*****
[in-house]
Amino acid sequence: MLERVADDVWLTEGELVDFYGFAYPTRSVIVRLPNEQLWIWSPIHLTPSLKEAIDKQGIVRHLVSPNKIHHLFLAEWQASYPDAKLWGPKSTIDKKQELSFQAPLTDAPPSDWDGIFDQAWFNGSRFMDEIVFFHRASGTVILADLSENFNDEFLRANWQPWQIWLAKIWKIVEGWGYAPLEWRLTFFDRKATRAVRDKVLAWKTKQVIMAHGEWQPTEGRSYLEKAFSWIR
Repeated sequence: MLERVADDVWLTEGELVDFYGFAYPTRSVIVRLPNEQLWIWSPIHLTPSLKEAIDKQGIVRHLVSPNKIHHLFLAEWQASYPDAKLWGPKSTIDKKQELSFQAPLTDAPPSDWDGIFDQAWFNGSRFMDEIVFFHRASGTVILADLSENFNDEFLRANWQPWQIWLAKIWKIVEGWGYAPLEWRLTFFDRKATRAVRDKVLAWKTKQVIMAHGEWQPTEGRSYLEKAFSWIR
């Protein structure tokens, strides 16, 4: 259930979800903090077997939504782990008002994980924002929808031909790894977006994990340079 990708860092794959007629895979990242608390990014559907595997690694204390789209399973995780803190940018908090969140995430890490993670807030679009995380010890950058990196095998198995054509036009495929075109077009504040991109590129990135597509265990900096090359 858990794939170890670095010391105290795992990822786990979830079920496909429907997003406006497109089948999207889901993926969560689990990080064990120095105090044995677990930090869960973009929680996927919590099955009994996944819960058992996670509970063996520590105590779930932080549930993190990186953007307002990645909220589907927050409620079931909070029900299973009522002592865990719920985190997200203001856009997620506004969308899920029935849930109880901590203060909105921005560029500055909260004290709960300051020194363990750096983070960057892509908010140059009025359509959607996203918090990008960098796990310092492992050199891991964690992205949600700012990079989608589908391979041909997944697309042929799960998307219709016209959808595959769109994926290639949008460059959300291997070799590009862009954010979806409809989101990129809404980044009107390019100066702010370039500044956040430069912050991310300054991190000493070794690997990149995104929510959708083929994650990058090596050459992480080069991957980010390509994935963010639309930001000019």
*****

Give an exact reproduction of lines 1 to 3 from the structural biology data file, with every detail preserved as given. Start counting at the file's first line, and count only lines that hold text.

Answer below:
[in-house]
Amino acid sequence: MLERVADDVWLTEGELVDFYGFAYPTRSVIVRLPNEQLWIWSPIHLTPSLKEAIDKQGIVRHLVSPNKIHHLFLAEWQASYPDAKLWGPKSTIDKKQELSFQAPLTDAPPSDWDGIFDQAWFNGSRFMDEIVFFHRASGTVILADLSENFNDEFLRANWQPWQIWLAKIWKIVEGWGYAPLEWRLTFFDRKATRAVRDKVLAWKTKQVIMAHGEWQPTEGRSYLEKAFSWIR
Repeated sequence: MLERVADDVWLTEGELVDFYGFAYPTRSVIVRLPNEQLWIWSPIHLTPSLKEAIDKQGIVRHLVSPNKIHHLFLAEWQASYPDAKLWGPKSTIDKKQELSFQAPLTDAPPSDWDGIFDQAWFNGSRFMDEIVFFHRASGTVILADLSENFNDEFLRANWQPWQIWLAKIWKIVEGWGYAPLEWRLTFFDRKATRAVRDKVLAWKTKQVIMAHGEWQPTEGRSYLEKAFSWIR